Social protection after the Arab Spring

When countries in the Middle East and North Africa (MENA) achieved their independence, formal social protection schemes established by former colonial powers were, to varying degrees, assimilated or mimicked by the State, particularly pension systems for government and formal-sector workers. These systems, however, have proven to be highly subsidised and regressive in terms of income distribution in the face of large segments of the population engaged in the informal sector (or rural work), who have remained excluded from formal social protection unless eligible for some social assistance programmes, mostly with lower coverage and benefits. In fact, a significant share of the social expenditure with a social protection function in most of these countries was assigned to universal or quasi-universal subsidies of fuel and staple foods.

Today, formal non-contributory social protection systems in the region are undergoing significant reforms. There is widely acknowledged evidence that subsidies are badly targeted and, therefore, inefficient in the fight against poverty and vulnerability. Similarly, there is the perception—often backed by evidence— that non-contributory social protection systems are also badly targeted, excluding the poorest and most vulnerable people and benefiting those who are not in any immediate need of aid. Many countries are phasing out subsidies and redirecting social investment into direct, in most cases, targeted cash transfers. Some are adding conditional cash transfers to their social protection systems, as well as new or reformulated old-age pensions and disability grants.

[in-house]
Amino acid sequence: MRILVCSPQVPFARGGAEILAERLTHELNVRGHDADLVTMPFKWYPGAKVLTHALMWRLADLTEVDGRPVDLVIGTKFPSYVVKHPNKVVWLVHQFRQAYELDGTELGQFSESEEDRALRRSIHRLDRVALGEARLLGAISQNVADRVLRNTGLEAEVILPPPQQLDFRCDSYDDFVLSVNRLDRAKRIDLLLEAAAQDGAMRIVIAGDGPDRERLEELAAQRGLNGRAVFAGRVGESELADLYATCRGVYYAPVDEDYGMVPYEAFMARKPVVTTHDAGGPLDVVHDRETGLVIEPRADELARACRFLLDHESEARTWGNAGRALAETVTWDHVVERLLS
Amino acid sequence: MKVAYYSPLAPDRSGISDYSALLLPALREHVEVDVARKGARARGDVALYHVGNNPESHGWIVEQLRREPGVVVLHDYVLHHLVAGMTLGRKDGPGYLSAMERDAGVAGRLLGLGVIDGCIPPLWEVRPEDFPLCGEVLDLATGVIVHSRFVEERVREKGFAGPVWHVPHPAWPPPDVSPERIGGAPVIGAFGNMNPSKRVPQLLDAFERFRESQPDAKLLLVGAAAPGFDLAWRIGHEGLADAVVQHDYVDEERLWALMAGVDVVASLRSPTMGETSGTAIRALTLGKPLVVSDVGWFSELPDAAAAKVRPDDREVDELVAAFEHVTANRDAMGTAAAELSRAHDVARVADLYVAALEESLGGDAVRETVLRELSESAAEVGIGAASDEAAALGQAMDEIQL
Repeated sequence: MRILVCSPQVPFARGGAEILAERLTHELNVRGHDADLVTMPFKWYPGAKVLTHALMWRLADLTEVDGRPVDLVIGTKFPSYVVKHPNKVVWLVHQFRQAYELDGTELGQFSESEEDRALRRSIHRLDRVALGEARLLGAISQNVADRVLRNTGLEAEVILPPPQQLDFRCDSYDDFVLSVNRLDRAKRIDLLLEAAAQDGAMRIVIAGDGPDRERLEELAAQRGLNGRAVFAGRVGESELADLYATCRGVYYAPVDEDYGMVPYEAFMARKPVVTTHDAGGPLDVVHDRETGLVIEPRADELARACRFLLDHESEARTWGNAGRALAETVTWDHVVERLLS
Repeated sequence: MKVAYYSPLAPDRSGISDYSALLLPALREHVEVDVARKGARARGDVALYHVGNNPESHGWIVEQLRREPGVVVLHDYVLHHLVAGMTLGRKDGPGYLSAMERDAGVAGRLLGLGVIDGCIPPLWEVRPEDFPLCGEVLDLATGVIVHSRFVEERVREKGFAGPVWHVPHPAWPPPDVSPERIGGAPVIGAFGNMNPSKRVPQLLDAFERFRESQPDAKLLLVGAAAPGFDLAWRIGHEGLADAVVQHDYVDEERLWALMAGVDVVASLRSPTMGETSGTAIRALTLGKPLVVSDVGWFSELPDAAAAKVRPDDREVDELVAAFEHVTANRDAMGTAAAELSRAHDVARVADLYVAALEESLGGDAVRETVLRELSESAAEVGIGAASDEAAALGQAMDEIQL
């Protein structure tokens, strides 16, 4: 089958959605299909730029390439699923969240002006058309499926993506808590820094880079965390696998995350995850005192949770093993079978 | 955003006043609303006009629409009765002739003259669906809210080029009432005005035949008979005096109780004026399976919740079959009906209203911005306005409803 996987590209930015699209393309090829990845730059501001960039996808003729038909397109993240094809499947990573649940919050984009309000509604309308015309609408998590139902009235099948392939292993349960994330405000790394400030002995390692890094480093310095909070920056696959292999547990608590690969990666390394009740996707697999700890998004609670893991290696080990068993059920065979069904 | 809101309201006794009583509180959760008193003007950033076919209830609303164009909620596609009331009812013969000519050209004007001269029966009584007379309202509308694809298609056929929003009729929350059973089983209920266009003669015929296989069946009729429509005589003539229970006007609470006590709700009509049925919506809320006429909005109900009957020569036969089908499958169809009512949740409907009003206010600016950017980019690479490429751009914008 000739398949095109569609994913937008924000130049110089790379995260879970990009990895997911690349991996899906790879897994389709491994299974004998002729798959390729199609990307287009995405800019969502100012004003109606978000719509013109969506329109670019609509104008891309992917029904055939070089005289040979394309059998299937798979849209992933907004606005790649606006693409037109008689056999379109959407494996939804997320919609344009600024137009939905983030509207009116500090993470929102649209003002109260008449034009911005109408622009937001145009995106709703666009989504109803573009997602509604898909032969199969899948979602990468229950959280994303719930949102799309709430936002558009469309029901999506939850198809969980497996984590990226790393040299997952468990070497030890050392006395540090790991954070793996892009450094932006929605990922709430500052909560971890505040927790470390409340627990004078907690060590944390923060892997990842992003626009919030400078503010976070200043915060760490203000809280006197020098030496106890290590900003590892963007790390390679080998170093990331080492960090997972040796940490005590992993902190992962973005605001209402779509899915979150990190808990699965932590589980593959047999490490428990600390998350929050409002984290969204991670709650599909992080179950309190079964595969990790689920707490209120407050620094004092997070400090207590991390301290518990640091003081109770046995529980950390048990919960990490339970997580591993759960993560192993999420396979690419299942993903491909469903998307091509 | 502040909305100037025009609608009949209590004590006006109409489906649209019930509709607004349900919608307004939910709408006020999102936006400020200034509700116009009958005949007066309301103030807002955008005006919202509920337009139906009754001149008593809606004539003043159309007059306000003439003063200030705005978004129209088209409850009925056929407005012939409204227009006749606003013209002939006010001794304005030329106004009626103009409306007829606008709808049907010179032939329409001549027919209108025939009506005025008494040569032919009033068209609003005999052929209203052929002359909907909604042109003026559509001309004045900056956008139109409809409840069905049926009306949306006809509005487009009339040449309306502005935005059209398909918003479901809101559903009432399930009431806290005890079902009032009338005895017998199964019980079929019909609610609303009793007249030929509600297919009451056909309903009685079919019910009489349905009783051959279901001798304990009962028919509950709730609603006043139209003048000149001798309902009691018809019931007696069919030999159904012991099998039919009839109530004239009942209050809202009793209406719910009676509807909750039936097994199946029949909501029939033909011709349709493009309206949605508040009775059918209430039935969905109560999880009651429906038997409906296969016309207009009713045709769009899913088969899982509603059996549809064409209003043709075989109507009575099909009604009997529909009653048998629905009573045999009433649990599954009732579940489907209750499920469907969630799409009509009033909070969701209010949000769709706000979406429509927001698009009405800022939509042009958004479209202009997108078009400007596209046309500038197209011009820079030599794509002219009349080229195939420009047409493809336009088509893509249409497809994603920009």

This wave of non-contributory social protection reform now faces three great challenges. The first is stunted economic growth in most countries of the region, largely caused by the global economic crisis and falling oil prices. Coupled with their demographic features, this translates into high unemployment rates, particularly among the youth. The second challenge is rising inflation rates—partially driven by the phasing-out of subsidies.

The combination of higher food prices and unemployment leads to increased poverty and greater demand for the support of non-contributory social protection.

The third challenge is the proliferation of conflicts and their consequences. Most of the millions of people displaced by these conflicts find refuge in neighbouring countries, and their personal tragedies are amplified by hunger and disease. Providing for these refugees adds to the already difficult task of supporting poor and vulnerable nationals.

This issue of Policy in Focus gathers articles from leading scholars, researchers and practitioners to discuss these challenges from different perspectives. They examine the current state of non-contributory social protection in the MENA region as a whole and in specific countries, and explore how these countries have been coping with and learning from the recent economic and humanitarian crises. We hope that these distinct views will help increase awareness and stimulate new debates regarding these complex topics.